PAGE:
The Fall in Oil Prices Continues

Oil prices fell further this week, reaching their lowest level in two weeks, as investors became more concerned that the better-than-expected economic data released from the U.S. will mean more aggressive interest rate increases by central banks, pressuring economic growth and fuel demand.

This week, brent crude posted its biggest one-day loss for seven weeks at $80.60 per barrel as minutes from the latest U.S. Federal Reserve meeting revealed that a majority of Fed officials agreed that the risks of high inflation remained a “key factor” in shaping monetary policy and warranted continued rate hikes until it was controlled.

“While better U.S. economic data should mean better oil demand, the concern is that this forces the Fed to overtighten monetary policy to bring inflation under control,” said UBS analyst Giovanni Staunovo. “This is also supporting the U.S. dollar, which is not of help for oil.”

UBS analysts have also stated that, while a stronger dollar remains a near-term headwind for crude, they expect lower Russian production and China's reopening to tighten the oil market and support prices.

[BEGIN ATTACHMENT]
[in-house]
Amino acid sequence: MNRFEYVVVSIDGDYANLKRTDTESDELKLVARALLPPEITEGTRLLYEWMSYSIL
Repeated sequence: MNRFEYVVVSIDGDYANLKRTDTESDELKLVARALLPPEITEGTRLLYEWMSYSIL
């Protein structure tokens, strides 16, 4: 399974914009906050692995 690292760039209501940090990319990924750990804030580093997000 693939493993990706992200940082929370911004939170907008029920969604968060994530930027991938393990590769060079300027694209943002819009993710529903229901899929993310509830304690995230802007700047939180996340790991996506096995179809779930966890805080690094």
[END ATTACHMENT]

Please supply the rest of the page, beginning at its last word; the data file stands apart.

As we head into the weekend, the focus also shifts to severe snowstorms forecast across the eastern part of the United States, which may cause widespread disruption.

The U.S. dollar, meanwhile, has strengthened against a basket of other currencies in recent weeks, making oil more expensive for holders of other currencies. While some economic reports have shown a positive outlook for the U.S., others have raised concerns for the world's biggest oil consumer. Recent data reveals that sales of existing homes in the U.S. plummeted in January to their lowest levels since October 2010.

Data from the UK showed a fairly mundane start to the year with house prices remaining fairly static and Lloyds predicting that UK house prices will fall by 7% by the end of 2023. Of course, this remains speculation. The UK housing market has proved fairly robust over recent years and potential signs of a UK recession becoming much shallower than first predicted may help to keep house prices static.


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